It was impossible to contemplate a final hearing in care proceedings, concerning a child, being conducted remotely where the issue concerned allegations of a fabricated or induced illness in respect of that child. The President of the Family Division ruled that a trial of the such nature was simply not one that could be contemplated for remote hearing during the Covid-19 crisis, and that establishing that a hearing could be conducted remotely, did not, in any way, mean that the hearing had to be conducted in that way. Accordingly, the case was adjourned and it was to be re-listed once the current Government imposed ‘lockdown’ restrictions had been lifted.
 All ER (D) 115 (Apr)
*Re P (a child: remote hearing)
 EWFC 32
Sir Andrew McFarlane
16 April 2020
Family proceedings – Remote hearings – Covid-19
The present application arose out of ongoing care proceedings relating to a young girl (P) who was currently living with her mother’s friend under an interim care order. The local authority contended that the mother had caused P significant harm, as a result of fabricated or induced illness (FII). The mother disputed that allegation.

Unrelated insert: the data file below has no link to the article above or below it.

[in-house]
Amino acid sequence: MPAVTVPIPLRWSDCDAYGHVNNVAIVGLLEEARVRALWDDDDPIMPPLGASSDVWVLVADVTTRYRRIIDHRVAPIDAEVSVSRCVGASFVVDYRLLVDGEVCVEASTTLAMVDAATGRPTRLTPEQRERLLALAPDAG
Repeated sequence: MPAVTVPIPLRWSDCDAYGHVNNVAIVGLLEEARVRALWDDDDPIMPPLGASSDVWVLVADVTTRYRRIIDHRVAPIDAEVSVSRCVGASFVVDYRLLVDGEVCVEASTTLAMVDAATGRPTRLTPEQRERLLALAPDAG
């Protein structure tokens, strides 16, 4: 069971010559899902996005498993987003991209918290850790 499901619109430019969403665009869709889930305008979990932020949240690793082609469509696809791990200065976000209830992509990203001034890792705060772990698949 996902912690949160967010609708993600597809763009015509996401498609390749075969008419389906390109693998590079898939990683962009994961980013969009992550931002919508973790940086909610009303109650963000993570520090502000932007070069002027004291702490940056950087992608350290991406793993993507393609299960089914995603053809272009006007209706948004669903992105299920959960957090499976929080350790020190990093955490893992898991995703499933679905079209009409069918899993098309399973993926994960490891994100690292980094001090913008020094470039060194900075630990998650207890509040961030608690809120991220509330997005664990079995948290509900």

In 2019, a final hearing had to be aborted. The hearing was fixed to start in the Family Court on Monday, 20 April 2020. However, when the case came back before the judge for the final pre-trial review, on 3 April, the lockdown implemented by the Government due to the Covid-19 pandemic was already in place. The parties in the case, and the judge, accepted that the hearing would have to go ahead and be conducted remotely. It was apparent that the parties read the advice on the conduct of remote hearings, which had been produced by Mr Justice MacDonald, as indicating that all hearings currently had to proceed remotely. Accordingly, no application was made to adjourn the hearing on the basis that there should not be a remote hearing. However, the judge heard an application for the hearing to be postponed on the basis that the mother had allegedly contracted the Covid-19 virus infection and would not be fit to take part in the court process. The judge did not accede to that application and arrangements were made for the compilation of an electronic bundle and for the hearing to be undertaken through Skype.